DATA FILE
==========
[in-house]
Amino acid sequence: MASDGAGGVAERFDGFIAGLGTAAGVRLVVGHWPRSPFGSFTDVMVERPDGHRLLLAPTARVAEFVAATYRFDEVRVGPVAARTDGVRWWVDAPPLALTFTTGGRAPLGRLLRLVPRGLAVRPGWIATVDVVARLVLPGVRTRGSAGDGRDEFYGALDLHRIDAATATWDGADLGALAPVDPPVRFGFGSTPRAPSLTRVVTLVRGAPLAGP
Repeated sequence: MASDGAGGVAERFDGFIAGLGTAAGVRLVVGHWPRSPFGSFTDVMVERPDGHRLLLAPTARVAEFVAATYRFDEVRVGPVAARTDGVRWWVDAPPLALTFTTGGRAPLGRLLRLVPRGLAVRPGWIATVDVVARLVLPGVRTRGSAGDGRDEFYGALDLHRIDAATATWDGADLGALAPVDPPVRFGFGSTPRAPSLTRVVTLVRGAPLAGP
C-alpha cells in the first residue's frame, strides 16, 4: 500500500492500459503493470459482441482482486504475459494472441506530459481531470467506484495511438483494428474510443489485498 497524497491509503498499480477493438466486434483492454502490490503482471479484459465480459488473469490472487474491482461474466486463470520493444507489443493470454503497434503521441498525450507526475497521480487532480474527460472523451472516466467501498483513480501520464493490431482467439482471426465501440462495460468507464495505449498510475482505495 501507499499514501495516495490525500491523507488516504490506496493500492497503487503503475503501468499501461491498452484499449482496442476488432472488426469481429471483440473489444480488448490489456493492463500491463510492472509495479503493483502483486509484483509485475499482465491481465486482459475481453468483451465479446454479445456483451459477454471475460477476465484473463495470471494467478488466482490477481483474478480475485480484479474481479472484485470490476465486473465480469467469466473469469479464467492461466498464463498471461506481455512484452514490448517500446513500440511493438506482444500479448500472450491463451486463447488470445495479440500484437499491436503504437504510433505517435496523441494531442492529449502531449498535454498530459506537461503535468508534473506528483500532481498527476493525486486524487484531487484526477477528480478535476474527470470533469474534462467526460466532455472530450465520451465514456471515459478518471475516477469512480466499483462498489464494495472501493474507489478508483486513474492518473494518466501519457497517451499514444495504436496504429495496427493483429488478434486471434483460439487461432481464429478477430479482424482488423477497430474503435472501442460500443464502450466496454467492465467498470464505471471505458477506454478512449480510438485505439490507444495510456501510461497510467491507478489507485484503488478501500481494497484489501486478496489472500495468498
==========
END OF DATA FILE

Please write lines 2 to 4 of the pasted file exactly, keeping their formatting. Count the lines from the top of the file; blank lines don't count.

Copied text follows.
Amino acid sequence: MASDGAGGVAERFDGFIAGLGTAAGVRLVVGHWPRSPFGSFTDVMVERPDGHRLLLAPTARVAEFVAATYRFDEVRVGPVAARTDGVRWWVDAPPLALTFTTGGRAPLGRLLRLVPRGLAVRPGWIATVDVVARLVLPGVRTRGSAGDGRDEFYGALDLHRIDAATATWDGADLGALAPVDPPVRFGFGSTPRAPSLTRVVTLVRGAPLAGP
Repeated sequence: MASDGAGGVAERFDGFIAGLGTAAGVRLVVGHWPRSPFGSFTDVMVERPDGHRLLLAPTARVAEFVAATYRFDEVRVGPVAARTDGVRWWVDAPPLALTFTTGGRAPLGRLLRLVPRGLAVRPGWIATVDVVARLVLPGVRTRGSAGDGRDEFYGALDLHRIDAATATWDGADLGALAPVDPPVRFGFGSTPRAPSLTRVVTLVRGAPLAGP
C-alpha cells in the first residue's frame, strides 16, 4: 500500500492500459503493470459482441482482486504475459494472441506530459481531470467506484495511438483494428474510443489485498 497524497491509503498499480477493438466486434483492454502490490503482471479484459465480459488473469490472487474491482461474466486463470520493444507489443493470454503497434503521441498525450507526475497521480487532480474527460472523451472516466467501498483513480501520464493490431482467439482471426465501440462495460468507464495505449498510475482505495 501507499499514501495516495490525500491523507488516504490506496493500492497503487503503475503501468499501461491498452484499449482496442476488432472488426469481429471483440473489444480488448490489456493492463500491463510492472509495479503493483502483486509484483509485475499482465491481465486482459475481453468483451465479446454479445456483451459477454471475460477476465484473463495470471494467478488466482490477481483474478480475485480484479474481479472484485470490476465486473465480469467469466473469469479464467492461466498464463498471461506481455512484452514490448517500446513500440511493438506482444500479448500472450491463451486463447488470445495479440500484437499491436503504437504510433505517435496523441494531442492529449502531449498535454498530459506537461503535468508534473506528483500532481498527476493525486486524487484531487484526477477528480478535476474527470470533469474534462467526460466532455472530450465520451465514456471515459478518471475516477469512480466499483462498489464494495472501493474507489478508483486513474492518473494518466501519457497517451499514444495504436496504429495496427493483429488478434486471434483460439487461432481464429478477430479482424482488423477497430474503435472501442460500443464502450466496454467492465467498470464505471471505458477506454478512449480510438485505439490507444495510456501510461497510467491507478489507485484503488478501500481494497484489501486478496489472500495468498